A warning has been issued by the Chinese authorities after a suspected case of bubonic plague was confirmed on Saturday in Inner Mongolia.
It is not known how the person become infected, which was reported in the city of Bayannur, which is west of the Chinese autonomous region, official confirmed.
On Sunday a level three alert was triggered, which is the second lowest out of a four -evel system in China.
People have been ordered to report any dead or sick marmots along with fever symptoms in people, and there is now a ban on hunting or eating rodents which could spread the disease.
The bubonic plague is also known as the Black Death has seen 26 people come down with the diseases which has claimed 11 lives across China since 2009 and 2018 and is common in the country.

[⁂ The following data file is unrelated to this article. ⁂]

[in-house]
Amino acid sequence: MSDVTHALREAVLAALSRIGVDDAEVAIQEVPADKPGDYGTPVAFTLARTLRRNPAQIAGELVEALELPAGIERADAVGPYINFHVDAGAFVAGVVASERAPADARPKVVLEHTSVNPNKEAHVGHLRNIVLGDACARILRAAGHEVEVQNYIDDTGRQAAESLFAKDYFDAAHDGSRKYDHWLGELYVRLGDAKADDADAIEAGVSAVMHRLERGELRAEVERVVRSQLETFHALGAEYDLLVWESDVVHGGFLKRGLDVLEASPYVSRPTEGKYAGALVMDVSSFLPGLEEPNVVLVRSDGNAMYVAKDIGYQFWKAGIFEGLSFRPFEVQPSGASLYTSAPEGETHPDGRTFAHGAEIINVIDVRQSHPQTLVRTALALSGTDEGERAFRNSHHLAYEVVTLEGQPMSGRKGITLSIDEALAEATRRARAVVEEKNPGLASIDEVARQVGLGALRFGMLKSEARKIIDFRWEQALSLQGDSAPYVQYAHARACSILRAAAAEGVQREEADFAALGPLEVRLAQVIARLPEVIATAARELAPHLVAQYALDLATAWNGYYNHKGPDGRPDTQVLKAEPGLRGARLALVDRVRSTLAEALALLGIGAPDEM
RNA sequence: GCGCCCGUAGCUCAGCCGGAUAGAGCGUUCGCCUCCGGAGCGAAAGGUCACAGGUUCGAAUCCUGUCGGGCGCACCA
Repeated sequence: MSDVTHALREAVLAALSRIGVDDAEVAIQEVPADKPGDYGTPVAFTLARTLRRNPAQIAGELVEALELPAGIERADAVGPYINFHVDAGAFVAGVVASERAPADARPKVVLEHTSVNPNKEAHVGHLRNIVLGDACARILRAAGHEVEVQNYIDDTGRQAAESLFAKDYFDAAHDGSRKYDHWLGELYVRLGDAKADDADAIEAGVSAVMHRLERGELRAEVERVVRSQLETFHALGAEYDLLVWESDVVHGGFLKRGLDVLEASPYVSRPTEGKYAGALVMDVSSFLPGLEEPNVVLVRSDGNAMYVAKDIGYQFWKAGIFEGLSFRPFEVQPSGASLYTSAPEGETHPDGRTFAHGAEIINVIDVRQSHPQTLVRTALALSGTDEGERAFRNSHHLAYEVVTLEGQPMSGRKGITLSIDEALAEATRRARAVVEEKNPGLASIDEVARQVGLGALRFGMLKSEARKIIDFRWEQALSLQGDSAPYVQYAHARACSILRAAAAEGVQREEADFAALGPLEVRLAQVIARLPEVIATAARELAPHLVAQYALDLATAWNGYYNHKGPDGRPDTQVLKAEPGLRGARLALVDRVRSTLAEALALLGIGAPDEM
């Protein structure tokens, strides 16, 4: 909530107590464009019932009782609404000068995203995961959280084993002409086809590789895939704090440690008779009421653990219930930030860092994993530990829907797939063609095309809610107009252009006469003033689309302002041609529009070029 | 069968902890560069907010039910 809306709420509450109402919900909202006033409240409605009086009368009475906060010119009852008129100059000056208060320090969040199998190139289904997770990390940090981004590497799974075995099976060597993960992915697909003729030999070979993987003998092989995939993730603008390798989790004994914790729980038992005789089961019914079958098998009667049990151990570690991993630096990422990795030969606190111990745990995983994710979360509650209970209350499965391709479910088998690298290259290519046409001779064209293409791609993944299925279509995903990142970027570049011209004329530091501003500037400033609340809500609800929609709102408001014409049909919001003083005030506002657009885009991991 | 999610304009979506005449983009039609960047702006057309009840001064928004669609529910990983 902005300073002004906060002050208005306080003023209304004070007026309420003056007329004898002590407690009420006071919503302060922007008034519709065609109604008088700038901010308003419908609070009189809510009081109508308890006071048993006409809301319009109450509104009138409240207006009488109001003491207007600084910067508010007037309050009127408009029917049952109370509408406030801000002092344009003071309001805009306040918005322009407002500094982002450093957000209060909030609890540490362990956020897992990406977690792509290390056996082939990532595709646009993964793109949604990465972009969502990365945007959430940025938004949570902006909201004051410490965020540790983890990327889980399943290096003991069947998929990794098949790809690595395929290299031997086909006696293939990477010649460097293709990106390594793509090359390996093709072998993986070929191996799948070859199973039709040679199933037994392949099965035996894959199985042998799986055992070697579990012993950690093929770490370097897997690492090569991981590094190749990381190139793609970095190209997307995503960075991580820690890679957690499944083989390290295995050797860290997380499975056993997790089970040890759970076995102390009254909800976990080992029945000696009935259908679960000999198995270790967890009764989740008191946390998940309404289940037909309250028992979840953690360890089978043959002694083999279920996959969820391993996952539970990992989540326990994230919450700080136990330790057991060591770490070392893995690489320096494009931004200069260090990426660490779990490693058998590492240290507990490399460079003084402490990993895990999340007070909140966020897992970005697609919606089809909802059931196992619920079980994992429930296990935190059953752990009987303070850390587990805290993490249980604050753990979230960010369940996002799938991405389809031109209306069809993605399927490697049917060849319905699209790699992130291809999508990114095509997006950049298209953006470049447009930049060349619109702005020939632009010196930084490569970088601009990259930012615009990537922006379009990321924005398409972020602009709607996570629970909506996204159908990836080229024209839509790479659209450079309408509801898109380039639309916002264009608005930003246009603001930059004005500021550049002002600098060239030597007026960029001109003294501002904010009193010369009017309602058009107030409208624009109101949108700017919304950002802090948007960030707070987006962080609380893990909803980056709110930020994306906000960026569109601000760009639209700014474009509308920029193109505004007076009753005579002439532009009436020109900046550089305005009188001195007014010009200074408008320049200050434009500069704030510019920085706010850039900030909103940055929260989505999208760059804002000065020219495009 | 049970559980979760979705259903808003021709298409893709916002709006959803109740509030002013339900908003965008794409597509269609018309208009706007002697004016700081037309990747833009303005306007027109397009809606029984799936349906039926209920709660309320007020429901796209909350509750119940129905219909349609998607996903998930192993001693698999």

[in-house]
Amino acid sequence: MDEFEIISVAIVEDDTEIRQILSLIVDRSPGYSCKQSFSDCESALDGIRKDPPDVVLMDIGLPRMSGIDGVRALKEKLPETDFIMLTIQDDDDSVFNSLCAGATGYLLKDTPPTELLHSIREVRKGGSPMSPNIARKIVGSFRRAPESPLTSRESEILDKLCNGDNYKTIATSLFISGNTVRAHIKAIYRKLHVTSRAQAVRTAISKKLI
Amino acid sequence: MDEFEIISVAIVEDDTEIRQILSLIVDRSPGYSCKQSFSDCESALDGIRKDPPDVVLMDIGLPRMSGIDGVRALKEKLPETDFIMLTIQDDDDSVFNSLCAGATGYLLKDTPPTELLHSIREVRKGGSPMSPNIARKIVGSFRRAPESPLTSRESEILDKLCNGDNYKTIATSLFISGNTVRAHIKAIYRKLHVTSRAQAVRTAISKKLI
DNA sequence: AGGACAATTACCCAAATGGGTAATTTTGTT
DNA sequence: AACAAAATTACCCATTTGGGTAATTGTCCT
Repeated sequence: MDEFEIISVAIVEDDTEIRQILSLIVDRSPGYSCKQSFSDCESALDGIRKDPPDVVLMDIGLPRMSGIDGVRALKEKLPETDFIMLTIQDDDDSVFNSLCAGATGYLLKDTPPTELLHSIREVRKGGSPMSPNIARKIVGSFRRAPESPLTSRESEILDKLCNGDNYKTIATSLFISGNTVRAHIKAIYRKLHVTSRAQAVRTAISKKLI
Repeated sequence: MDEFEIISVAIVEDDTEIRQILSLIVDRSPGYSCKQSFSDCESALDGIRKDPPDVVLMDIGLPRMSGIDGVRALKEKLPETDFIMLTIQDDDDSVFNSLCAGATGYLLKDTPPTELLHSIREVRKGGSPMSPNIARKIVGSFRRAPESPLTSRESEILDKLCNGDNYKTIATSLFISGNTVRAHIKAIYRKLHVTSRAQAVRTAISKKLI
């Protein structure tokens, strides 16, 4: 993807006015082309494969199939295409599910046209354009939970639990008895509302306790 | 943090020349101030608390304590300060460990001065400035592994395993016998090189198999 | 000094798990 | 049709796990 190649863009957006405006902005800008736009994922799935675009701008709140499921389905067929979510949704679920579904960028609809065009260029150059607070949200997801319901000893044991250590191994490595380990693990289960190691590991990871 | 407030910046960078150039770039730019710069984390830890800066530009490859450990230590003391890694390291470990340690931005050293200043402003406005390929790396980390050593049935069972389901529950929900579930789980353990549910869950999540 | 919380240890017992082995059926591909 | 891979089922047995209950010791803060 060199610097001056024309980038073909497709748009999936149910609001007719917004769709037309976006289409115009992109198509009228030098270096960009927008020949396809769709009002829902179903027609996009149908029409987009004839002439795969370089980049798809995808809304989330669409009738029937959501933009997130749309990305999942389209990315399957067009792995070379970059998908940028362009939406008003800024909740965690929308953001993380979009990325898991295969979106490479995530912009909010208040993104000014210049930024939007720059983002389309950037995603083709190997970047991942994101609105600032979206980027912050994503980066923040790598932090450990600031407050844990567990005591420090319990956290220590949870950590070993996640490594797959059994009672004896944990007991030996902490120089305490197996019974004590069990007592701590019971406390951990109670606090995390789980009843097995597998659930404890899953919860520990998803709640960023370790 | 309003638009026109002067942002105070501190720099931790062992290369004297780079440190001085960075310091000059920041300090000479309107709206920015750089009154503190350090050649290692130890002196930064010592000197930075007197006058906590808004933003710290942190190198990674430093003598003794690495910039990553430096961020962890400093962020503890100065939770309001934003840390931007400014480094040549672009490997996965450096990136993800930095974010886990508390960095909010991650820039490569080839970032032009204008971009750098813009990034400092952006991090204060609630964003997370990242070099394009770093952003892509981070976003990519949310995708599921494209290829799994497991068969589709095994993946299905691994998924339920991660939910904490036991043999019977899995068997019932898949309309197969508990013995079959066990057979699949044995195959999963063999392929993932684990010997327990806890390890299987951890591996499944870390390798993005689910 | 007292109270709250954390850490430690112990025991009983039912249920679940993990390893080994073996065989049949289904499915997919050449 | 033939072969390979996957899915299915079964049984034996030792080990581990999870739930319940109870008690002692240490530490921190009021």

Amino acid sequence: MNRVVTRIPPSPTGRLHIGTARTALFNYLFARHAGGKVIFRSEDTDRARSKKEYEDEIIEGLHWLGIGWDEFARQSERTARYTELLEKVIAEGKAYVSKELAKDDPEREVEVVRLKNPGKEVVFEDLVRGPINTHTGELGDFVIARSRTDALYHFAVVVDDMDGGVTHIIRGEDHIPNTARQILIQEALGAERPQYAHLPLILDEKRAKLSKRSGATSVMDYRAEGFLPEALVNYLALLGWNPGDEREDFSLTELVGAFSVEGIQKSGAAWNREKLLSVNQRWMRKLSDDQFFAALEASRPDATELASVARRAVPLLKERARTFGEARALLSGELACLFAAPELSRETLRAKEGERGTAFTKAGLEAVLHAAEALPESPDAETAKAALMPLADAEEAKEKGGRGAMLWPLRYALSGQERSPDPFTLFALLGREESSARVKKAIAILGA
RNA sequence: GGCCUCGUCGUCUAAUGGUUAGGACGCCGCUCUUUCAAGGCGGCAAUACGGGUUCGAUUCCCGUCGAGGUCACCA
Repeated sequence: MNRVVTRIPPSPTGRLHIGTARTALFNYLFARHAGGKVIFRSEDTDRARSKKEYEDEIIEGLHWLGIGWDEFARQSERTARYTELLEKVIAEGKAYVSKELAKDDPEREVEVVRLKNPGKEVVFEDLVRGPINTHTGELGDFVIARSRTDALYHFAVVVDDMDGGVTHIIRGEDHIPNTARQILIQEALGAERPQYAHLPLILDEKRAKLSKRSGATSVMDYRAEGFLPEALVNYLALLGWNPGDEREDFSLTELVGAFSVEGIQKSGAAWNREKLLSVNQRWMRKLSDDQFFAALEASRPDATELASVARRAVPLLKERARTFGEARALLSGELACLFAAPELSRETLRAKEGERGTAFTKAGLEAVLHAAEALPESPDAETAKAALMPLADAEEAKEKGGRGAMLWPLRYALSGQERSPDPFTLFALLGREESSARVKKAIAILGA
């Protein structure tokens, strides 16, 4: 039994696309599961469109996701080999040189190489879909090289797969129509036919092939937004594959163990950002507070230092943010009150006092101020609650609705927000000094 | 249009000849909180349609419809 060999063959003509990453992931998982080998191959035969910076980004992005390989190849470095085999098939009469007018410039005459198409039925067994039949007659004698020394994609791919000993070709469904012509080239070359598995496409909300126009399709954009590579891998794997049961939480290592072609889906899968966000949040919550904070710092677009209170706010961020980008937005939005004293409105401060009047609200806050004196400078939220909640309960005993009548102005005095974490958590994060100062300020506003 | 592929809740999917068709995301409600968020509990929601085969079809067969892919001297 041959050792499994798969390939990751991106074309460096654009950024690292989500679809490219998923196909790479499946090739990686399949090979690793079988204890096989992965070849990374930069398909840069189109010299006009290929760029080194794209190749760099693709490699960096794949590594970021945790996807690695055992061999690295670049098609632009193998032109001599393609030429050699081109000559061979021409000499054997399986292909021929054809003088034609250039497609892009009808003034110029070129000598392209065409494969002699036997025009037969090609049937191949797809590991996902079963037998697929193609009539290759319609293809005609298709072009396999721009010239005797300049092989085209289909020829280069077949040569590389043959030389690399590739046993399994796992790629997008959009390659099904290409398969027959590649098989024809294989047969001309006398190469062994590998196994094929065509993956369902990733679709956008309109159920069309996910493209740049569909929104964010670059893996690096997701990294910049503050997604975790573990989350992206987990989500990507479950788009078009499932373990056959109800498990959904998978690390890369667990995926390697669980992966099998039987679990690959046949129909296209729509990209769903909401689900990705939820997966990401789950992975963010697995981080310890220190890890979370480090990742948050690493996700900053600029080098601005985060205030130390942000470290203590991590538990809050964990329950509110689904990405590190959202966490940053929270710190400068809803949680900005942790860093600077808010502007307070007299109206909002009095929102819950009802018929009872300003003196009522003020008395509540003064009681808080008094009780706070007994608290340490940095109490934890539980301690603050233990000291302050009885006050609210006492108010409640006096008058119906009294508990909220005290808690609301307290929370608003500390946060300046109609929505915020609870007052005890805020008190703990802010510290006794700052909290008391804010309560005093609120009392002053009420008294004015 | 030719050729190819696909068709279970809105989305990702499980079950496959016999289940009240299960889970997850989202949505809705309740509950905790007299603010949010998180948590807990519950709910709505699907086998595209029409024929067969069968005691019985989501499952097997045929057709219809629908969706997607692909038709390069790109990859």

The symptoms of the disease includes a fever, swollen lymph nodes which leaves people feeling weak, and the bacterial infection is mainly spread by rodents.
In November 2019 Inner Mongolia reported four cases and two people suffered the deadly pneumonic plague.
It is very unlikely any cases will lead to an epidemic.
Dr Shanti Kappagoda, an infectious diseases doctor at Stanford Health Care, told news site Heathline, “Unlike in the 14th Century, we now have an understanding of how this disease is transmitted.
“We know how to prevent it. We are also able to treat patients who are infected with effective antibiotics.”